God-Shaped Hole

In the 2016 Australian Census, 60% of the population reported themselves as following a religious faith.

This is unsurprising. According to cognitive scientists, we have a teleological bias, a hard-to-shift belief that things have a purpose, an end, and that things happen for a reason. This is our so-called god-shaped hole.

This bias likely gave us an evolutionary advantage. If you believe there is a point to life, you are more likely to act in a way that ensures the survival of your genes. If you don’t, then you end up sitting in a cave, dressed in black, listening to The Cure, waiting for the only certainty – death – to end your meaningless life.

However, in the modern world, this everything-happens-for-a-reason thinking can lead us to some unreliable conclusions. For example, Casler and Kelemen, in a 2007 experiment, found that when asked questions as to why certain things occurred, children tended to select a purpose-based answer. So, if asked, “Why does it get dark at night?”, children are likely to select, “So people can go to bed” as the correct answer.

This experiment seems to demonstrate that humans have a bias towards intentionality. Follow-up studies have demonstrated that this phenomenon is observable across numerous cultures, suggesting that it is innate to all humans, rather than being taught or socialised in certain societies.

Encouragingly, in this research and other work by Keleman, it has been found that teleological bias reduces with education, so adults are much more likely to be able to separate things that happen for a reason from things that just happen.

However, and most worryingly for punters, this bias increases again when we are in conditions of stress. In a 2009 study, Keleman and Rosset found that degree-level scientists, trained to only accept scientifically appropriate reasoning, would nonetheless revert to inappropriate teleological reasoning when under time-pressure to provide an answer.

We see this teleological bias in our everyday lives, and the role that stress plays in it.  We are all guilty, at times, of thinking that the world is against us. During a day when we have dropped a glass, lost our keys, missed the bus, and burnt our dinner, it is very easy to assume that the world is conspiring to punish us, that some deity is disciplining us for our wrongs. More rational explanations – we are tired, and so cognitively less sharp, and that when leading a busy life it is likely that things will go wrong from time-to-time – can sometimes escape us.

Thinking that the world is against us – whilst leading to temporary unhappiness – is likely harmless. However, when punting, sloppy thinking can be costly.

If we take the bad-day scenario above and add a losing bet or two to the narrative, we would be forgiven for thinking that our losses were part of the punishment too. Indeed, some psychoanalysts have suggested that problem gamblers have a kind of masochistic desire to chastise themselves for things they believe they have done wrong. This explanation is likely over-simplistic, and doesn’t apply to all problem gamblers, but it should prompt us to question ourselves. Have you ever placed a bet, even when you knew it was a bad bet?  Why?

The dangers of a teleological mindset apply to all punters, though, not just those for whom their gambling is a problem.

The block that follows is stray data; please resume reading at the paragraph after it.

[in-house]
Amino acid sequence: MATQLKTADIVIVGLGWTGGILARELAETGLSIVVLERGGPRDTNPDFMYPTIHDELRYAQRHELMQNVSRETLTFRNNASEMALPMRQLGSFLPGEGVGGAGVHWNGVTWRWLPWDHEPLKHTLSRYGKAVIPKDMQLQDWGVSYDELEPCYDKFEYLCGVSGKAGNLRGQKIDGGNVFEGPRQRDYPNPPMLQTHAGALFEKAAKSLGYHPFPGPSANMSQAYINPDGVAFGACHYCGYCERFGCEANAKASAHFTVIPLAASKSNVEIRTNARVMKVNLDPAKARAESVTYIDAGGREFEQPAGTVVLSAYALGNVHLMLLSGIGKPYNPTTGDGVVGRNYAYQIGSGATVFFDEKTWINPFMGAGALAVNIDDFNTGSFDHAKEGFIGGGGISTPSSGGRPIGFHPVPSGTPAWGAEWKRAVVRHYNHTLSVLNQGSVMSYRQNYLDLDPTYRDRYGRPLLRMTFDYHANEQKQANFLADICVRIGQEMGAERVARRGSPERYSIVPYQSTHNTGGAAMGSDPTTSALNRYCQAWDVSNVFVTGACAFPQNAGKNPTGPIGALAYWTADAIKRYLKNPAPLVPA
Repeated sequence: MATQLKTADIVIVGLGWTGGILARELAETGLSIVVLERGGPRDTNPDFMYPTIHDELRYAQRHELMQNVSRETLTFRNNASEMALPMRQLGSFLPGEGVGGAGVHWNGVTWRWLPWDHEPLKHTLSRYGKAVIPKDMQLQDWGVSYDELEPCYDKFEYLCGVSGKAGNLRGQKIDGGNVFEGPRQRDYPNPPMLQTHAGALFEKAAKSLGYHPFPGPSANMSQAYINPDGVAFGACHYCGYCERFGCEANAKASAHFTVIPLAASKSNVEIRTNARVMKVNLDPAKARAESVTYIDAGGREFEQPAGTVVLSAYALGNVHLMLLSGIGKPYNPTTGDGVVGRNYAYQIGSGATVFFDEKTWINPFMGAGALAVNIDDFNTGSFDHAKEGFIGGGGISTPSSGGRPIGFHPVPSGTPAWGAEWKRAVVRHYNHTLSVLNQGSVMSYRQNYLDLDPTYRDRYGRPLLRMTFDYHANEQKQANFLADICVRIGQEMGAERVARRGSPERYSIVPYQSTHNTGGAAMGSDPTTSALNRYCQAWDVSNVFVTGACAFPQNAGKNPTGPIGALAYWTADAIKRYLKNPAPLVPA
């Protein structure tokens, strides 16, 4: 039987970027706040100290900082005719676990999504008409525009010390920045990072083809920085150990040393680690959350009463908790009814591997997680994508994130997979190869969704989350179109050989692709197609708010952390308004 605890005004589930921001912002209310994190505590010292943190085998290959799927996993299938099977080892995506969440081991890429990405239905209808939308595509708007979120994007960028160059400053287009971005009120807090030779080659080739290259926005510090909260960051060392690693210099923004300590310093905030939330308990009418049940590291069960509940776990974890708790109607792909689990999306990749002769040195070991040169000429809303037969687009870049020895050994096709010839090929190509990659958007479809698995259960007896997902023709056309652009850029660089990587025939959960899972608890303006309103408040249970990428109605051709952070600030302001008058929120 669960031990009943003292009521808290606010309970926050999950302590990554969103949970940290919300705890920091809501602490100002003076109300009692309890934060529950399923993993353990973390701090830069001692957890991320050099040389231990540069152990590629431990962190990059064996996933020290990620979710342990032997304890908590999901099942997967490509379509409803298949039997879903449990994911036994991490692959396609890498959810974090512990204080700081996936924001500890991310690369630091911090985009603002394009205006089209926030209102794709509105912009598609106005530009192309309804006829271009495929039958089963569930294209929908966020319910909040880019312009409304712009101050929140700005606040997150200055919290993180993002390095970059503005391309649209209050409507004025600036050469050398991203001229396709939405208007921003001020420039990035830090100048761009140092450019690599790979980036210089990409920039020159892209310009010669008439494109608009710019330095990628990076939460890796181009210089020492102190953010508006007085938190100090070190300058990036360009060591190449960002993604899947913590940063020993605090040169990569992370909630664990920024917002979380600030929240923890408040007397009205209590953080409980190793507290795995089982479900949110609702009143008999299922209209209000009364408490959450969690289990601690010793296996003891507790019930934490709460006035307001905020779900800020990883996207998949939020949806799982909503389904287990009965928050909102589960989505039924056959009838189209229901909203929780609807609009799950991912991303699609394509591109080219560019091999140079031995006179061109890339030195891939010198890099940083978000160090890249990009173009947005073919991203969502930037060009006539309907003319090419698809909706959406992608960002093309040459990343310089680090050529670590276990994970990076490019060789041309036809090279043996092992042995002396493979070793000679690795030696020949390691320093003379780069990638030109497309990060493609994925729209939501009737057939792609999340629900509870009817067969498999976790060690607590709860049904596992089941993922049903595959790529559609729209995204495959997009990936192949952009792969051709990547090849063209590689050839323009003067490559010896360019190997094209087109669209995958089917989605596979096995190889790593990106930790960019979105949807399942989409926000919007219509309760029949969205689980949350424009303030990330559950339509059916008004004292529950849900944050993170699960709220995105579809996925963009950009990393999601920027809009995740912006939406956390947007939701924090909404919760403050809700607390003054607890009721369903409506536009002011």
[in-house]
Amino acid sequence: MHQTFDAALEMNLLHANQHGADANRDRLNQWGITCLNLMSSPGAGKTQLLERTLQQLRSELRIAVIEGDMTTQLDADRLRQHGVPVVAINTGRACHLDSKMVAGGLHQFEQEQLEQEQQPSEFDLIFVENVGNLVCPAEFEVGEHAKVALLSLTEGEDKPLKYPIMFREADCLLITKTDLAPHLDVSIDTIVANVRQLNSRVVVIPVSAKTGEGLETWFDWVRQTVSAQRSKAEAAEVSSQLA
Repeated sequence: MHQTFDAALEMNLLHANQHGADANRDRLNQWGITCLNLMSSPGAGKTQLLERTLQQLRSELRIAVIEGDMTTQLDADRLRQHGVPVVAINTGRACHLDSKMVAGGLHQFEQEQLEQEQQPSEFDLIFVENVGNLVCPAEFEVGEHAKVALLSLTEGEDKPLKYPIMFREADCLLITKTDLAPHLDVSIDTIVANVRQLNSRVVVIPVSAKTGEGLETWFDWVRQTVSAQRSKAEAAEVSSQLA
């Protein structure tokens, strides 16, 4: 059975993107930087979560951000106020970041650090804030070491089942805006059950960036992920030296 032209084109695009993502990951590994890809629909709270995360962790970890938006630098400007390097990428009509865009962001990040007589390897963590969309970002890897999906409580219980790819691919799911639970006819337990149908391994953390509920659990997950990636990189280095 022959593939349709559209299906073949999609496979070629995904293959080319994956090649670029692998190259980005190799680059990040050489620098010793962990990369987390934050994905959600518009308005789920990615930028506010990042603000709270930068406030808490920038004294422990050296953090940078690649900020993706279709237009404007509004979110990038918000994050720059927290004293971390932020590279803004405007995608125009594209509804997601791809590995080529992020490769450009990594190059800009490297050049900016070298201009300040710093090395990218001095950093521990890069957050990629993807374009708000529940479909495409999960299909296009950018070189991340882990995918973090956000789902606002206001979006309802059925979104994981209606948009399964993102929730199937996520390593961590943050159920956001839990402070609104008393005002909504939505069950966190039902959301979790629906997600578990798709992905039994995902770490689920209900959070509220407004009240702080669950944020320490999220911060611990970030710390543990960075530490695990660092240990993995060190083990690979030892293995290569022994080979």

Long-term successful punters find their success by adopting probabilistic thinking. This kind of mindset recognises that the future is not predetermined; that any event has a range of possible outcomes; that these outcomes have different likelihoods of occurring; and that these likelihoods can be quantified. The most successful punters are those who can best quantify the chances of each various outcome, compare these chances to the odds available, and bet accordingly.

Long-term losing punters are much more likely to assume that the future is already written. As a youngster in betting shops in the UK, I was enthralled to hear the old men, as they moved from one race to the next, each time asking each other, as if visiting a fortune-teller, “Who’s going to win this one, then?” Looking back, it’s clear that the assumption in that question is that the answer already existed. It meant those old men were in a binary, problem-solving mode – an unprofitable mindset. They needed their minds to be more relativistic and value-seeking. It explained why they would repeatedly back under-the-odds favourites, losing in the long-run, but buoyed enough by the odd win to keep coming back for more.

Like all cognitive biases, teleological thinking is hardwired, and so it’s something we must be constantly aware of and try to manage. Even the most rational of folk can revert to sloppy decision-making when put under pressure.

There is hope, though. In a 2013 study by the Bertelsmann Group, Australia was found to be one of the least religiously-driven countries in the world, with only 25% of Australians claiming that religion played a significant role in their decision making. So, if anyone can shift their punting mindsets from the teleological to the probabilistic, it’s Australians.

To do that, though, you must follow these three commandments:

  1. Thou shalt not believe that the outcomes of sporting events are predetermined.
  2. Thou shalt not place a bet unless thou have properly assessed its positive value.
  3. Thou shalt not bet when under time pressure.

Here endeth the lesson.


As a passionate sports’ fan and punter, Jack has written about sports and betting for over a decade, winning the Martin Wills Award for racing journalism in 2002 and writing Winning on Betfair for Dummies, first published in 2006 and now in its second edition, having sold over 35,000 copies in two languages.

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